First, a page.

It was supposed to be a magical two-week holiday in Cape Town. You know, the kind that you dream about for months beforehand – sitting on sandy beaches while watching sun-bronzed children frolic in the waves; hours spent reading and playing games; delicious lazy meals without a single thought of calories and low-carb diets. You know, the dream holiday that looks good on Facebook.
And to be fair, it WAS a magical holiday. I just didn’t expect it to be life-changing. Or that I would come face to face with a part of myself that I actually didn’t like.
It all started on the second or third morning of our two-week Christmas holiday. Stephen had let me sleep late and had kept the children busy in the lounge of our holiday rental. The sky was that shade of brilliant blue that just seemed to scream “Get outside”, we had absolutely NO plans for the day other than a late breakfast and a few hours on the beach, and everyone was just happy to be together. Stephen had brought me a cup of coffee in bed, the children were jumping on the bed demanding to know what our plans were for the day, and I… well, I was annoyed. I was trying to balance my coffee cup in one hand while scrolling through Facebook with the other – and no-one was letting me CONCENTRATE. The more they bounced on the bed and chatted in excitement about the day ahead, the more angry I felt – I mean, couldn’t they see I was BUSY trying to catch up on what the rest of the world was doing while I had been sleeping? It had been a full ten hours since I had last checked Facebook. Something important could have happened that I didn’t yet know about.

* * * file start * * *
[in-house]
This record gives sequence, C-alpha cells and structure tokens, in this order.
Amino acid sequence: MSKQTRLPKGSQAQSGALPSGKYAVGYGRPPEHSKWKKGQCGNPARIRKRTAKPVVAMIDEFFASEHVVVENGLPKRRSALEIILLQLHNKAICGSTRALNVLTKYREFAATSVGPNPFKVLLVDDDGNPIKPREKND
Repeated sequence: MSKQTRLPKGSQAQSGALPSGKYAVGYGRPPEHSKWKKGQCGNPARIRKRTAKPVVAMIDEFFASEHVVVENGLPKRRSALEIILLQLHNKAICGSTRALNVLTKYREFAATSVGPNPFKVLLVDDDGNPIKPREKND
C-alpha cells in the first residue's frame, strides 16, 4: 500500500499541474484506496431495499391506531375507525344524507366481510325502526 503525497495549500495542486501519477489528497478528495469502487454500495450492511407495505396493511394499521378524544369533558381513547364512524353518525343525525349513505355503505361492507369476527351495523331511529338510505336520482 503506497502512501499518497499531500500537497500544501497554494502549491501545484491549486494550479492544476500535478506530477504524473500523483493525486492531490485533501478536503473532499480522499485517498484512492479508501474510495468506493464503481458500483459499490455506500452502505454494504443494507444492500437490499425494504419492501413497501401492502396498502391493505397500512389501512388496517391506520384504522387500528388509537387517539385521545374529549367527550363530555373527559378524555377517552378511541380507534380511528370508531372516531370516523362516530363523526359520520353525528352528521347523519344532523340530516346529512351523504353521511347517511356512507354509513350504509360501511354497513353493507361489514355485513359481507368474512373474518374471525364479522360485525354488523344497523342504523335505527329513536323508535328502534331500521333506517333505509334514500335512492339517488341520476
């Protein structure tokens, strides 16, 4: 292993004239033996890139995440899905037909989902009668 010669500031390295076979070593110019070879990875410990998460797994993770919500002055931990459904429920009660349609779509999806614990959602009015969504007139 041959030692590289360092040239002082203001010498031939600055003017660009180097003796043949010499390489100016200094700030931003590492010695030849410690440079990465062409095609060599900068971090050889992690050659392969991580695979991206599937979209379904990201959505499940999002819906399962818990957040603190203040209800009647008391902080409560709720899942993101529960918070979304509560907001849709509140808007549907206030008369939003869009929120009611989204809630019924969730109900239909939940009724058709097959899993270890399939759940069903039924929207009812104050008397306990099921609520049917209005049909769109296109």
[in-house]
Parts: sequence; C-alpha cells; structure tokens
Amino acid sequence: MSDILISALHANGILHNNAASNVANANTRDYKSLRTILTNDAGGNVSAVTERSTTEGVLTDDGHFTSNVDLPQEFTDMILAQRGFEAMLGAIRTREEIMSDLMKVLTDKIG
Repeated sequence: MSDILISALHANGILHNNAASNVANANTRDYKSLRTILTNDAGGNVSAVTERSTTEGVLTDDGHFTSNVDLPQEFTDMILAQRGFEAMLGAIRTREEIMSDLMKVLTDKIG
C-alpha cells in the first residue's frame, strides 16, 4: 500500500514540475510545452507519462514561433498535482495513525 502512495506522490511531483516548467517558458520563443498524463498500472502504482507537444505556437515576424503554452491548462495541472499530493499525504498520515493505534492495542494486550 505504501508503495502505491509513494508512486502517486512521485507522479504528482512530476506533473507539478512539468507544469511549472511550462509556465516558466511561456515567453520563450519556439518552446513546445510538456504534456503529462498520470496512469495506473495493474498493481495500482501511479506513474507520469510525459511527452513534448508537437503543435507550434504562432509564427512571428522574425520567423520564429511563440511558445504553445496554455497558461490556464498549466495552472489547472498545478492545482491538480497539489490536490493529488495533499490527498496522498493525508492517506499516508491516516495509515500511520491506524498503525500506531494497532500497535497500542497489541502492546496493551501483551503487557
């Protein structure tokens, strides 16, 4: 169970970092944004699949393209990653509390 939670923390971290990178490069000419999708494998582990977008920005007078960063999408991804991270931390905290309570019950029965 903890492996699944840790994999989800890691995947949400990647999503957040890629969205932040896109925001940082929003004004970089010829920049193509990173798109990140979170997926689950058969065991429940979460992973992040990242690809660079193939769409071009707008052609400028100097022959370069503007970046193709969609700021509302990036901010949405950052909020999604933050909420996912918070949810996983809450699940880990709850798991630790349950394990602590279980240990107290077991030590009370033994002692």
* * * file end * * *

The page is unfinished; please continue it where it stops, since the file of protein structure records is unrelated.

And then I saw it. An expression on Stephen’s face that I don’t see very often. Slightly confused and not very happy. Kayla, (10) was looking close to tears, and Bella (3) was trying desperately to lean over my phone to get me to look at her. To notice her. To pay attention to her.